The Russians and their Spies
Not even the most crazed of Russosphile or Russian nationalist fanatics can deny it: If a giant sleeper cell of American spies were discovered in Russia, seeking to secretly infiltrate every aspect of Russian society at its most intimate and basic levels, Russians would be livid with rage. Nashi would march on the American embassy with furious anger, screaming epithets of hatred and bile, and America would be vilified as the Great Satan just as it often is in places like Iran. We wouldn’t be surprised if the Russian Orthodox Church weighed in.
So what are Americans to make of the fact that Russians are doing it to them? How should they react? What should their response be when they learn that Russian nuclear bombers are patrolling their coastline, causing their fighter defenses to scramble? How should they understand the fact that Russia is ruled by a proud KGB spy who is liquidating every American value at breakneck speed?
Made in Skolkovo*
29 June 2010
Translated from the Russian by Dave Essel
Hero journalist Yulia Latynina
President Medvedev was visiting Silicon Valley. Our Comrade President was told of the achievements of our American colleagues and in turn invited them to take part in the modernisation of Russia. President Medvedev’s visit had two components – one of them was political.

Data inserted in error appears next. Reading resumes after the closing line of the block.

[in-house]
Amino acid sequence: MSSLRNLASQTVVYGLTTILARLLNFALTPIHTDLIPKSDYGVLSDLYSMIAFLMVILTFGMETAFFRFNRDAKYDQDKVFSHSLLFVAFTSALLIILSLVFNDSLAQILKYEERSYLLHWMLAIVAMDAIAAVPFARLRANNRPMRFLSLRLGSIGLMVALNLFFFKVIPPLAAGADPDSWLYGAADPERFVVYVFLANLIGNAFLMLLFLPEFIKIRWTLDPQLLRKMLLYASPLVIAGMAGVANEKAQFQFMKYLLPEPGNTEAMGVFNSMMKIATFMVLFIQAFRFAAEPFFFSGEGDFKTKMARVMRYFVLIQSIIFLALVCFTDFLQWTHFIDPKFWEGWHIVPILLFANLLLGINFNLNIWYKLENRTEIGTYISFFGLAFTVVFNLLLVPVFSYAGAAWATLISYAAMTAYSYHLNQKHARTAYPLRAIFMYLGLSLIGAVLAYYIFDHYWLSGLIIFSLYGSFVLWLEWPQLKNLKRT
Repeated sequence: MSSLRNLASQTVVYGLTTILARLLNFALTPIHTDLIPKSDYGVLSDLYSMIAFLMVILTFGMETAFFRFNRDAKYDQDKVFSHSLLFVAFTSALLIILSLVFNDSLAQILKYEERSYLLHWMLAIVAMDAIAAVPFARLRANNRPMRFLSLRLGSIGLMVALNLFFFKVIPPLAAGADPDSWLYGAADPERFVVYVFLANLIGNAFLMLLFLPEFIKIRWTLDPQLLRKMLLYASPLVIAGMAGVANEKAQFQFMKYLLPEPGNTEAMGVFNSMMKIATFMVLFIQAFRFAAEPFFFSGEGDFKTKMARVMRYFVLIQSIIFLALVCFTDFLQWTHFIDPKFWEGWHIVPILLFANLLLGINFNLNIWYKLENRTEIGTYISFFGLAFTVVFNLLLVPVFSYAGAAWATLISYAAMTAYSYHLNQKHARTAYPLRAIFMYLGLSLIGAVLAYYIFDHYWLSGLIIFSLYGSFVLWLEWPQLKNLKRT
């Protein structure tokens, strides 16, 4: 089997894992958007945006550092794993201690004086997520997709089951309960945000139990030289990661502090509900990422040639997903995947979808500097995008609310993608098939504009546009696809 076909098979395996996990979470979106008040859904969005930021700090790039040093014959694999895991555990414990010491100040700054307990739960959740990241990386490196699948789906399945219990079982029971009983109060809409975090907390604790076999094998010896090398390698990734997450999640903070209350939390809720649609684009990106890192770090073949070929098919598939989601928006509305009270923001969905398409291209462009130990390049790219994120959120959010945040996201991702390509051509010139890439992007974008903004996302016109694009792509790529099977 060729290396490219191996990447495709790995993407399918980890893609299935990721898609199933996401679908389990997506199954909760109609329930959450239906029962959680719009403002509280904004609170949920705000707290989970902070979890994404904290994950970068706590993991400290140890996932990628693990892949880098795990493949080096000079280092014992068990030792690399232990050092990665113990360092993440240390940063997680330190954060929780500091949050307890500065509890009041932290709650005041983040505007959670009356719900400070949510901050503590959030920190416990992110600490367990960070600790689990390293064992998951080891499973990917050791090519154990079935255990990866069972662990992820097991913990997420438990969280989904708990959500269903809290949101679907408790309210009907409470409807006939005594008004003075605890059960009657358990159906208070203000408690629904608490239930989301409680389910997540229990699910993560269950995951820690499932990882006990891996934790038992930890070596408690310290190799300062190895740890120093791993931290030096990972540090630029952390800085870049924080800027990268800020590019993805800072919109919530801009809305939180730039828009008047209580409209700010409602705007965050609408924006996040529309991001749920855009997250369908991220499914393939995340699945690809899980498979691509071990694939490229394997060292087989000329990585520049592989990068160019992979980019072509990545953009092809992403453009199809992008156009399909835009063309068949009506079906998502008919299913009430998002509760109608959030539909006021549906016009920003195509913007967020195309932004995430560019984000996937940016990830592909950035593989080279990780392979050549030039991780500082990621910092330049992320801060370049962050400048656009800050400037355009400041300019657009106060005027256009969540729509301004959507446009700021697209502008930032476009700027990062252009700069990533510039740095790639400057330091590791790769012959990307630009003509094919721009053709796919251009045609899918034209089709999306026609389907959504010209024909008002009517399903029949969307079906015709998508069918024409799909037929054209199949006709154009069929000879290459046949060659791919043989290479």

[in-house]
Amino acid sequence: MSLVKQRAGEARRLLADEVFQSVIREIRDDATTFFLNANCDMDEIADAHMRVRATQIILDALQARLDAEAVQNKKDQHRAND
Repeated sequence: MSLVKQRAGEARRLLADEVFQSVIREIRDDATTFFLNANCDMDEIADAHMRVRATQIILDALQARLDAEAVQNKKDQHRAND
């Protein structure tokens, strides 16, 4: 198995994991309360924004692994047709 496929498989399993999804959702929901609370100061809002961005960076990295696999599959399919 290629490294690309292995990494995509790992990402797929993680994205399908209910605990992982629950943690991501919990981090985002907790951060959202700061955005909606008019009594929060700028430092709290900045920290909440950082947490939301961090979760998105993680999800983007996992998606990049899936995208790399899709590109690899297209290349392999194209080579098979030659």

President Medvedev does not in fact have any authority. He can’t fire and replace anyone in the “power” ministries [TN: Interior, Defence, Justice etc…], can’t get into moneymaking deals, can’t push his pals into important posts. In short, he can’t do anything of what it means to be in power in Russia today. What he can do, though, is tweet on Twitter and lunch with foreign presidents so that they can believe that there are some liberal trends in the Kremlin. That is the job that he was given to do by Vladimir Putin and Medvedev puts his all into it, hoping against hope that the West will one day back him instead of Putin.
What the White House really thought about Medvedev’s to California is easily deduced from its pre-visit briefing given to journalists and its press release following the visit.
Caucasus Rebels, getting Bolder by the Minute
They are getting bolder by the minute. Why, it’s almost like Shamil Basayev were still calling the shots.
Last week a bomb ripped through a security cordon outside a theater in Grozny, Chechnya. Inside was the regional dictator and homicidal lunatic Ramzan Kadyrov himself, watching a show. Next time, the local rebels were obviously saying, the bomb will be inside the theater and Kadyrov (and his cadres) will be dead.
So much for Kadyrov having pacified the Caucasus rebels.
James Kirchick of Radio Free Eurpe and the New Republic, writing in the New York Daily News:
The FBI arrest last week of 10 alleged Russian spies has produced a shrug of the shoulders on both sides of the Atlantic. On Wednesday, a senior Russian government official told the state-run Interfax news agency that the incident “will not negatively affect Russian-U.S. relations.”
Such soothing tones have been echoed in Washington, where The New York Times reported that the White House “expressed no indignation that its putative partner was spying on it.”
Many analysts are echoing this official nonchalance. Writing in the Financial Times, King’s College London Prof. Anatol Lieven concluded that the brouhaha is but a “temporary rift” in Russo-American relations, and should do nothing to forestall the fruitful development of the “west scaling back its ambitions in the former Soviet Union with Russia‘s growing realization that it needs a new partnership with its former U.S. and European rivals.”